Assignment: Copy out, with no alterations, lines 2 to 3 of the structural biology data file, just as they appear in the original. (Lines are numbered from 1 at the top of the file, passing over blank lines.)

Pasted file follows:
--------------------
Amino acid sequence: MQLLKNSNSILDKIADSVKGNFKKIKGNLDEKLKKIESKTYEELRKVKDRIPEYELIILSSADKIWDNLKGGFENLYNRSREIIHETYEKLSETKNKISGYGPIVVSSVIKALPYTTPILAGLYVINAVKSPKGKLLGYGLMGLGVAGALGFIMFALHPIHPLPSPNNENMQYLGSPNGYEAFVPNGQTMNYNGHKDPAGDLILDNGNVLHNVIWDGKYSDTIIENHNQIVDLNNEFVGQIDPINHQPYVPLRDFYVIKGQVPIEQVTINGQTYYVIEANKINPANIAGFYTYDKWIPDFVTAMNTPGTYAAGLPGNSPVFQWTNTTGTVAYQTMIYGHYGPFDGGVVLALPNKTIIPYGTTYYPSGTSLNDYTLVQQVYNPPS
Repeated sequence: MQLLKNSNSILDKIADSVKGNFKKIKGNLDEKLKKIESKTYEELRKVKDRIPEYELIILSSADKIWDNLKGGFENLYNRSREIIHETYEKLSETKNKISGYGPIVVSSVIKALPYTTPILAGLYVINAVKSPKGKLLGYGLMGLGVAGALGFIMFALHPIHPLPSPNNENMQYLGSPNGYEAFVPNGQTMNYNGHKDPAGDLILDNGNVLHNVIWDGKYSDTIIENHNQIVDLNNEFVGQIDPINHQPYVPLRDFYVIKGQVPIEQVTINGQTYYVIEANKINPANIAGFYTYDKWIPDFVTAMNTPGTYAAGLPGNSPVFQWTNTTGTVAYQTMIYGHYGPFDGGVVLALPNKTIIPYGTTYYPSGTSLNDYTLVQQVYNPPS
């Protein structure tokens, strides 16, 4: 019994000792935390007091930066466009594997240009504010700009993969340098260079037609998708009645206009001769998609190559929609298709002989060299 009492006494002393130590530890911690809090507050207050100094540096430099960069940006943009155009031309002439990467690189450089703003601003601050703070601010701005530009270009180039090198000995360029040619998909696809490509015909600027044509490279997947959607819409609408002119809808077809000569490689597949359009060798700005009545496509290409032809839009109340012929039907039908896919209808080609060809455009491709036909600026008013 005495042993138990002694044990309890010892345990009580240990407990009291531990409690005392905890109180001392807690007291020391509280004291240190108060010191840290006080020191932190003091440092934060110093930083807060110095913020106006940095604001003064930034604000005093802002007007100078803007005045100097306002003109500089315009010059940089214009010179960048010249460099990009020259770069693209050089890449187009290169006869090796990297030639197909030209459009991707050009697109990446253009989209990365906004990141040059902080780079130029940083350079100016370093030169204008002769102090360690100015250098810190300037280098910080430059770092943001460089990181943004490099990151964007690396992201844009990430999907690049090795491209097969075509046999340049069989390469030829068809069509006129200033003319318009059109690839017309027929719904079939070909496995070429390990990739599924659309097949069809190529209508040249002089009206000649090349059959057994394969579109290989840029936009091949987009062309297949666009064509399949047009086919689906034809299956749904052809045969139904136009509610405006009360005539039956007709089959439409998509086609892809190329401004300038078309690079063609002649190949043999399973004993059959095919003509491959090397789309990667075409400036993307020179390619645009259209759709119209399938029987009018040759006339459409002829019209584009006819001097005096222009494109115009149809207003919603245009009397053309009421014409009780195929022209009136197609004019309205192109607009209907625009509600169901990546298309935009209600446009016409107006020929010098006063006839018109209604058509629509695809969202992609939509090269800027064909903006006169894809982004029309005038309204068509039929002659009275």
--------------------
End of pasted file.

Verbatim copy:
Repeated sequence: MQLLKNSNSILDKIADSVKGNFKKIKGNLDEKLKKIESKTYEELRKVKDRIPEYELIILSSADKIWDNLKGGFENLYNRSREIIHETYEKLSETKNKISGYGPIVVSSVIKALPYTTPILAGLYVINAVKSPKGKLLGYGLMGLGVAGALGFIMFALHPIHPLPSPNNENMQYLGSPNGYEAFVPNGQTMNYNGHKDPAGDLILDNGNVLHNVIWDGKYSDTIIENHNQIVDLNNEFVGQIDPINHQPYVPLRDFYVIKGQVPIEQVTINGQTYYVIEANKINPANIAGFYTYDKWIPDFVTAMNTPGTYAAGLPGNSPVFQWTNTTGTVAYQTMIYGHYGPFDGGVVLALPNKTIIPYGTTYYPSGTSLNDYTLVQQVYNPPS
């Protein structure tokens, strides 16, 4: 019994000792935390007091930066466009594997240009504010700009993969340098260079037609998708009645206009001769998609190559929609298709002989060299 009492006494002393130590530890911690809090507050207050100094540096430099960069940006943009155009031309002439990467690189450089703003601003601050703070601010701005530009270009180039090198000995360029040619998909696809490509015909600027044509490279997947959607819409609408002119809808077809000569490689597949359009060798700005009545496509290409032809839009109340012929039907039908896919209808080609060809455009491709036909600026008013 005495042993138990002694044990309890010892345990009580240990407990009291531990409690005392905890109180001392807690007291020391509280004291240190108060010191840290006080020191932190003091440092934060110093930083807060110095913020106006940095604001003064930034604000005093802002007007100078803007005045100097306002003109500089315009010059940089214009010179960048010249460099990009020259770069693209050089890449187009290169006869090796990297030639197909030209459009991707050009697109990446253009989209990365906004990141040059902080780079130029940083350079100016370093030169204008002769102090360690100015250098810190300037280098910080430059770092943001460089990181943004490099990151964007690396992201844009990430999907690049090795491209097969075509046999340049069989390469030829068809069509006129200033003319318009059109690839017309027929719904079939070909496995070429390990990739599924659309097949069809190529209508040249002089009206000649090349059959057994394969579109290989840029936009091949987009062309297949666009064509399949047009086919689906034809299956749904052809045969139904136009509610405006009360005539039956007709089959439409998509086609892809190329401004300038078309690079063609002649190949043999399973004993059959095919003509491959090397789309990667075409400036993307020179390619645009259209759709119209399938029987009018040759006339459409002829019209584009006819001097005096222009494109115009149809207003919603245009009397053309009421014409009780195929022209009136197609004019309205192109607009209907625009509600169901990546298309935009209600446009016409107006020929010098006063006839018109209604058509629509695809969202992609939509090269800027064909903006006169894809982004029309005038309204068509039929002659009275």